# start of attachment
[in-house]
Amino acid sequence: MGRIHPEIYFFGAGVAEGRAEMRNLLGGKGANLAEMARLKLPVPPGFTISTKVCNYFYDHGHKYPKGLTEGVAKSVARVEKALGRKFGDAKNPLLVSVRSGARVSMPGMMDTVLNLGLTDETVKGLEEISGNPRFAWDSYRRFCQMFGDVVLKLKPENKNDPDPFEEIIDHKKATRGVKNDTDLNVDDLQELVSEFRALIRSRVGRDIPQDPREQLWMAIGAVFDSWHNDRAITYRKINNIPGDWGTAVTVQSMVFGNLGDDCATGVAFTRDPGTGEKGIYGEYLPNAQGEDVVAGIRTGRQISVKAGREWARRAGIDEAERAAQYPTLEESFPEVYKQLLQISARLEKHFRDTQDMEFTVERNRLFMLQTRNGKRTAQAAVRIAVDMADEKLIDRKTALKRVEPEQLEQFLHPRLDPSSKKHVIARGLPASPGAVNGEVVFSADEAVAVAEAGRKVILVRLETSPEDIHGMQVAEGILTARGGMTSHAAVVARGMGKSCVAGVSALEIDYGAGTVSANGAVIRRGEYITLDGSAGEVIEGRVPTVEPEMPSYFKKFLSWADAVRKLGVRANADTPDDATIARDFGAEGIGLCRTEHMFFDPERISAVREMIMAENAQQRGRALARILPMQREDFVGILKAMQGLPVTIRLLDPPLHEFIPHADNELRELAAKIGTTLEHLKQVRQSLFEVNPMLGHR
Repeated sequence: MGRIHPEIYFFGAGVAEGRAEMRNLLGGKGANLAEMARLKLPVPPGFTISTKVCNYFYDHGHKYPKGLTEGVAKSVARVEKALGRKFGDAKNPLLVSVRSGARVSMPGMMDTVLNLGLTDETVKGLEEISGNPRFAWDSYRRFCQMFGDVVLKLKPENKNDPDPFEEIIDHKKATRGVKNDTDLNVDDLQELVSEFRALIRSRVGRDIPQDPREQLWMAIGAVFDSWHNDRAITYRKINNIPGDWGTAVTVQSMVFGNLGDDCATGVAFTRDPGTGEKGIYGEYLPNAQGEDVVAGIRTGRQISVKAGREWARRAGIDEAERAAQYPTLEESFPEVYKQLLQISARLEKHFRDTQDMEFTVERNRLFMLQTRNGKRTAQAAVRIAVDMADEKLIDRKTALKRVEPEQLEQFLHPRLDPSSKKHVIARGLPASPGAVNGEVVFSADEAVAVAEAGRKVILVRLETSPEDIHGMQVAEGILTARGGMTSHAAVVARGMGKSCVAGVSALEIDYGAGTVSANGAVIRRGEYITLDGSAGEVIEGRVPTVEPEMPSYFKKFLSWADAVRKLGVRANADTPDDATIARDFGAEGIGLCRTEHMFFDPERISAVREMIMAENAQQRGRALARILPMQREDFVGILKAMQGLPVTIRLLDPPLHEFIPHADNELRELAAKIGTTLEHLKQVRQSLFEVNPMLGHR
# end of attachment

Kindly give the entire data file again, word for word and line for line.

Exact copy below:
[in-house]
Amino acid sequence: MGRIHPEIYFFGAGVAEGRAEMRNLLGGKGANLAEMARLKLPVPPGFTISTKVCNYFYDHGHKYPKGLTEGVAKSVARVEKALGRKFGDAKNPLLVSVRSGARVSMPGMMDTVLNLGLTDETVKGLEEISGNPRFAWDSYRRFCQMFGDVVLKLKPENKNDPDPFEEIIDHKKATRGVKNDTDLNVDDLQELVSEFRALIRSRVGRDIPQDPREQLWMAIGAVFDSWHNDRAITYRKINNIPGDWGTAVTVQSMVFGNLGDDCATGVAFTRDPGTGEKGIYGEYLPNAQGEDVVAGIRTGRQISVKAGREWARRAGIDEAERAAQYPTLEESFPEVYKQLLQISARLEKHFRDTQDMEFTVERNRLFMLQTRNGKRTAQAAVRIAVDMADEKLIDRKTALKRVEPEQLEQFLHPRLDPSSKKHVIARGLPASPGAVNGEVVFSADEAVAVAEAGRKVILVRLETSPEDIHGMQVAEGILTARGGMTSHAAVVARGMGKSCVAGVSALEIDYGAGTVSANGAVIRRGEYITLDGSAGEVIEGRVPTVEPEMPSYFKKFLSWADAVRKLGVRANADTPDDATIARDFGAEGIGLCRTEHMFFDPERISAVREMIMAENAQQRGRALARILPMQREDFVGILKAMQGLPVTIRLLDPPLHEFIPHADNELRELAAKIGTTLEHLKQVRQSLFEVNPMLGHR
Repeated sequence: MGRIHPEIYFFGAGVAEGRAEMRNLLGGKGANLAEMARLKLPVPPGFTISTKVCNYFYDHGHKYPKGLTEGVAKSVARVEKALGRKFGDAKNPLLVSVRSGARVSMPGMMDTVLNLGLTDETVKGLEEISGNPRFAWDSYRRFCQMFGDVVLKLKPENKNDPDPFEEIIDHKKATRGVKNDTDLNVDDLQELVSEFRALIRSRVGRDIPQDPREQLWMAIGAVFDSWHNDRAITYRKINNIPGDWGTAVTVQSMVFGNLGDDCATGVAFTRDPGTGEKGIYGEYLPNAQGEDVVAGIRTGRQISVKAGREWARRAGIDEAERAAQYPTLEESFPEVYKQLLQISARLEKHFRDTQDMEFTVERNRLFMLQTRNGKRTAQAAVRIAVDMADEKLIDRKTALKRVEPEQLEQFLHPRLDPSSKKHVIARGLPASPGAVNGEVVFSADEAVAVAEAGRKVILVRLETSPEDIHGMQVAEGILTARGGMTSHAAVVARGMGKSCVAGVSALEIDYGAGTVSANGAVIRRGEYITLDGSAGEVIEGRVPTVEPEMPSYFKKFLSWADAVRKLGVRANADTPDDATIARDFGAEGIGLCRTEHMFFDPERISAVREMIMAENAQQRGRALARILPMQREDFVGILKAMQGLPVTIRLLDPPLHEFIPHADNELRELAAKIGTTLEHLKQVRQSLFEVNPMLGHR